Understanding yearend HEPS results
We’re seeing another spurt of results hitting the JSE as companies with a year-end of February are releasing results at a f renetic pace. (Remember companies have three months to release results, and typically we see them coming out some six weeks after the yearend.) One of the key features of any set of results is the headline earnings per share (HEPS). It gets trundled out with every Sens, the media pick up on them and company execs talk about them.
But what is HEPS, and what about the different types of HEPS?
At the core, HEPS is about profit, and we start with just earnings per share (EPS). This is revenue less all costs, which leaves us with the overall profit for the company. We then divide this number by the number of shares in issue and we get EPS.
EPS is not used much, albeit companies do report on it and it is defined by the International Financial Reporting Standards (IFRS), who set the standards for the terms used by listed companies. But the headline EPS number that results in HEPS is much more important.
The HEPS number removes profit or loss that occurs from abnormal and extraordinary items. So, for example, profit from selling a business unit or an office building is not included in HEPS, but would be included in EPS. This is important as HEPS is a truer reflection of the business. This is because while selling a business unit certainly does make a profit, it is not the usual activity of business for the company. In short, it is a one-off and so it is excluded from the normal operational activities and hence HEPS profit of a company.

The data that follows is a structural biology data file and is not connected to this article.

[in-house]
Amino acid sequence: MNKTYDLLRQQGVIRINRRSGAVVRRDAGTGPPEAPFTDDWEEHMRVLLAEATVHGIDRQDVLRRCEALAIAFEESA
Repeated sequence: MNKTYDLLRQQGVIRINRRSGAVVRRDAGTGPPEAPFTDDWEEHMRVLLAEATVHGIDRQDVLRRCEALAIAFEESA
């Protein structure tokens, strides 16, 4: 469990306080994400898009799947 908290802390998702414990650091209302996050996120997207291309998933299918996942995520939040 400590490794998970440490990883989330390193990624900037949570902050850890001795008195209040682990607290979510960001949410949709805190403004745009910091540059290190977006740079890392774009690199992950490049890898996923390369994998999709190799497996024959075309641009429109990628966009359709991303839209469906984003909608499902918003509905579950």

What we often see is normalised HEPS. This is not an off icial IFRS term, so as a rule I ignore this number. A lot of companies will use normalised HEPS to adjust for the impact of BBBEE deals. I don’t have a problem with the logic, but as it is not an IFRS term, it means each company could determine a different method for ‘normalised’, so it makes it difficult to compare against peer companies.
For me, the most important HEPS number is the diluted HEPS. This uses the weighted number of shares, but also includes future shares that may be issued and are known about. These extra shares could be convertible bonds or preference shares that may convert to normal shares. It would also include stock options to directors that may also convert. So it offers a better picture of how many shares are in issue in future and, as such, a better HEPS number.
HEPS is also the number that gets used in the price/earnings (P/E) ratio. We divide the share price by the HEPS value for the last year, giving the P/E that is used as an indication of value.
A last but important point is a negative HEPS. It means just that: profit was negative (a loss). This would also result in a negative P/E ratio. Some companies will then use HLPS (headline loss per share), but we seldom see that used locally; a loss is merely recorded as a negative HEPS.